The ability of some films to knock you into a blissful trance despite the absence of anything substantial occurring on screen is not just a credit to the filmmakers but a nearly unexplainable phenomenon. Jim Jarmusch made Stranger Than Paradise, a movie about nothing people, doing nothing. The scenes are long blackout sketches where the camera rarely, if ever moves, and the dialogue is dull on the surface. And yet, the movie is hilarious. Jarmusch pulled off this same feat in Down By Law, but the droll tricks started to wear thin by Mystery Train, which plays more as if it weren’t sketched in and lazily thrown together, as opposed to it just being the character’s inexpressiveness. Each of Jarmusch’s films that followed skirted this same line, distinguished only by the style of actor chosen and if they could work with Jarmusch’s formula. It worked with Roberto Benigni in Night on Earth where his manic energy plays as juxtaposition to the laconic filmmaking and with both Forest Whitaker in Ghost Dog and Bill Murray in Broken Flowers, for their quiet underplaying. When the acting styles don’t mesh with Jarmusch’s laid-back emptiness, such as with Winona Ryder in Night on Earth and any of the actors playing mobsters in Ghost Dog, it is overwrought, embarrassing, and obnoxious.
With his new film Somers Town, director Shane Meadows manages to pull an early Jarmusch. Utilizing none of the energy Meadows thrived in with his brilliant This Is England, about burgeoning skinheads in England, circa 1983, Meadows doesn’t even bother filling in the backgrounds for his characters in Somers Town. We see Thomas Turgoose (playing Tomo), the neo-Nazi in training from This Is England getting on a train with only a bag and a bad haircut, and while throughout Somers Town he claims he has no family or place to live, we aren’t shown anything to contradict him. Sure, he’s a cocky, whiny, uncouth ingrate. But we don’t know if his instinct to grab things away from people when they are looking and steal from them when they aren’t was his way of dealing with growing up in a large, poor family in a small house, having to fight for scraps of food. Meadows lets you fill in certain blanks without making you do all the work. The other major character, Marek (played by Piotr Jagiello) a young Polish immigrant living with his alcoholic father, has hints of loneliness and mother figure fantasies. But we never quite learn why his parents are divorced, only that they argued a lot.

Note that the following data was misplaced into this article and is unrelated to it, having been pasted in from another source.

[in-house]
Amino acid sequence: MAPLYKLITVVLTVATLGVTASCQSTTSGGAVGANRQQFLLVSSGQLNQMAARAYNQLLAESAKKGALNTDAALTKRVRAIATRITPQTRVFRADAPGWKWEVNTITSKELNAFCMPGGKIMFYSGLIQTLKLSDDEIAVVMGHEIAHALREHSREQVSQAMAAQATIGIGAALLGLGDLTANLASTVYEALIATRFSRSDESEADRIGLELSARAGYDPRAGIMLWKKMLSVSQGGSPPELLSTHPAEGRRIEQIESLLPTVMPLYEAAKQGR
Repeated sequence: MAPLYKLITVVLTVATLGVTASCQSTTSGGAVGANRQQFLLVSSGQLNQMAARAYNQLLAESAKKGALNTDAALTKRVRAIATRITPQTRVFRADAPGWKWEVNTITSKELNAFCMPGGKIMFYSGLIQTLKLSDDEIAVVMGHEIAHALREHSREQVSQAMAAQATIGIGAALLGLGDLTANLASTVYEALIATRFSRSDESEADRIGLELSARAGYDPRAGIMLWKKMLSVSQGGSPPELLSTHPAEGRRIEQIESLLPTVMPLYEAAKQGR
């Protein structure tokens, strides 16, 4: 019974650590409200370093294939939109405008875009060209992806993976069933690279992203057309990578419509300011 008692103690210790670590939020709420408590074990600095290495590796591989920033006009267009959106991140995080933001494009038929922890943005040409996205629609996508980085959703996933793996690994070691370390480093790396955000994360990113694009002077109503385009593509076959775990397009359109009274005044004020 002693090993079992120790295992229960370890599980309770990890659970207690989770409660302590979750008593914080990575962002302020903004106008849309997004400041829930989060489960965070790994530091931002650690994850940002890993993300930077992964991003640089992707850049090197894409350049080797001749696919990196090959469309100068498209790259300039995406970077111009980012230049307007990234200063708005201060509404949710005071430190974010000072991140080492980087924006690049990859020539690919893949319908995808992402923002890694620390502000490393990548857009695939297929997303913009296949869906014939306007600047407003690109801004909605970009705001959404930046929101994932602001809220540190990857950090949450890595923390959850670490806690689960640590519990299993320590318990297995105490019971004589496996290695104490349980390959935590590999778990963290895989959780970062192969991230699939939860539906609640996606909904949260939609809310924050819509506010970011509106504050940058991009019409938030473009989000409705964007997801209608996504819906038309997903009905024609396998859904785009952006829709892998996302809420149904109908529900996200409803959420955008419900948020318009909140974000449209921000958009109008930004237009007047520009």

The fuzziness of some of the details in Somers Town are greatly aided by the gorgeous black and white photography, which has that slight bluish tint of the b&w sequences in Wim Wenders’ Wings of Desire, which similarly took place in working class areas of a European country. Tomo, desperate for any kind of interaction, ends up as friends with Marek out of mutual boredom, (it isn’t specified, but it appears that they are on summer break from school) and both fall in love with a French waitress that they dote on. The realism mixed with the dreamy feel sits just right with the random turns of the story, such as Tomo stealing a bag of clothes from a Laundromat because he doesn’t have anything to wear, or when the pair are paid to sit in deck chairs. There’s a constant feeling that the boys are overcoming their dreadful circumstances by adding as many banalities to their lives as they can, as happiness is not an attainable goal. Even Tomo’s thievery isn’t a matter of creating danger and excitement so much as an odd way to meet people (and it results in dialogue from a heavyset older gentleman angered by their noise and disruption in a “private” area, “I’ll remember your face, I’ve got a photographic memory and everything”).
That’s not to suggest that Somers Town is some sort of masterpiece of the slight, it is just a scrappy and mildly charming movie. But mostly very short, small, and meek. You don’t want to pick on it too much because it’s insecure, just like its characters.